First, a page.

Since there are two ways of implementing an AP fractional number, one is to emulate the storage and behavior of the `double`

data type, only with more bytes, and the other is to use an existing integer APA implementation for representing a fractional number as a rational i.e. as a pair of integers, numerator and denominator, which of the two ways are more likely to deliver efficient arithmetic in terms of performance? (Memory usage is really of minor concern.)

I'm aware of the existing C/C++ libraries, some of which offer fractional APA with "floats" and other with rationals (none of them features fixed-point APA, however) and of course I could benchmark a library that relies on "float" implementation against one that makes use of rational implementation, but the results would largely depend on implementation details of those particular libraries I would have to choose randomly from the nearly ten available ones. So it's more *theoretical* pros and cons of the two approaches that I'm interested in (or three if take into consideration fixed-point APA).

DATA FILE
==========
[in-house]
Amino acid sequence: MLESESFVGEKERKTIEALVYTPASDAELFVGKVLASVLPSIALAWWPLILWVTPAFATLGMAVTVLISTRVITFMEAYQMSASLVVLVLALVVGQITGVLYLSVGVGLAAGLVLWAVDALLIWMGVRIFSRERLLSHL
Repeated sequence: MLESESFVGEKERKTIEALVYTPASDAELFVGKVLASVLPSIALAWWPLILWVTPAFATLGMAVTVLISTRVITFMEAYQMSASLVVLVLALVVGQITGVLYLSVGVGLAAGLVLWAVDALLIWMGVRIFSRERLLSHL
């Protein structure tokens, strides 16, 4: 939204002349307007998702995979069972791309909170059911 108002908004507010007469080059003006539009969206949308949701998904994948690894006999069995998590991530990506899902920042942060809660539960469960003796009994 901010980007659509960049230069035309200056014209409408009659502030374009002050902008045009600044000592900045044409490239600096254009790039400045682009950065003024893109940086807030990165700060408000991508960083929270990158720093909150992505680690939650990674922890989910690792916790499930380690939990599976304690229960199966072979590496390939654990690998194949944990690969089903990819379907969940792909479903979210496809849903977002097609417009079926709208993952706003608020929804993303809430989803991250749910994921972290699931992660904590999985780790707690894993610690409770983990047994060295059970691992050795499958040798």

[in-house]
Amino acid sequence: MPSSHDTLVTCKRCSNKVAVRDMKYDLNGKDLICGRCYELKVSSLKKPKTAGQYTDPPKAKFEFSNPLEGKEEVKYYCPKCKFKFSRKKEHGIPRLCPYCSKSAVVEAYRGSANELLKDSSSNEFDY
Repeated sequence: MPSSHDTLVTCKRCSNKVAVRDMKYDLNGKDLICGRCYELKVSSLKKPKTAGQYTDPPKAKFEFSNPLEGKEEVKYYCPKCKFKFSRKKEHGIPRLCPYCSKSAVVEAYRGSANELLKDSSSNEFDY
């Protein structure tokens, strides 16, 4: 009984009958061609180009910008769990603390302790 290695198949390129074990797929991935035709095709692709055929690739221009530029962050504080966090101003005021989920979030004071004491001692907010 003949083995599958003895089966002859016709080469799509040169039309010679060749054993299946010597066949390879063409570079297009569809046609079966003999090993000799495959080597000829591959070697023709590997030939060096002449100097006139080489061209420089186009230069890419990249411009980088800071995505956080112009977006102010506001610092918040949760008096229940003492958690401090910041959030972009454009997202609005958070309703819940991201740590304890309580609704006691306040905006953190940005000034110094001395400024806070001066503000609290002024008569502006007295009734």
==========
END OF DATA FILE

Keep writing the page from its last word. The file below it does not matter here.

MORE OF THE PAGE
floating-pointnumber? Floating-point generally refers to representations that provide non-uniform precision: more "concentrated" around`0`

, dropping as we get farther away from`0`

, and catastrophically "sparse" at the remote ends of the range. Do you really need this property? Or did you just usefloating-pointas a generic term for any fractional number? In other words, why isn't fixed-point arithmetic considered? – AndreyT Aug 3 '12 at 16:49integerarithmetic after all data has been multiplied by some constant factor (with some minor adjustments). In other word any big-integer library (again: key word beinginteger) serves at the same time as fixed-width fractional library. – AndreyT Aug 3 '12 at 17:03wrapperat least. Multiplication/division of fixed point isnotjust multiplying them. (Also IO and conversions and such) – Mooing Duck Aug 3 '12 at 17:05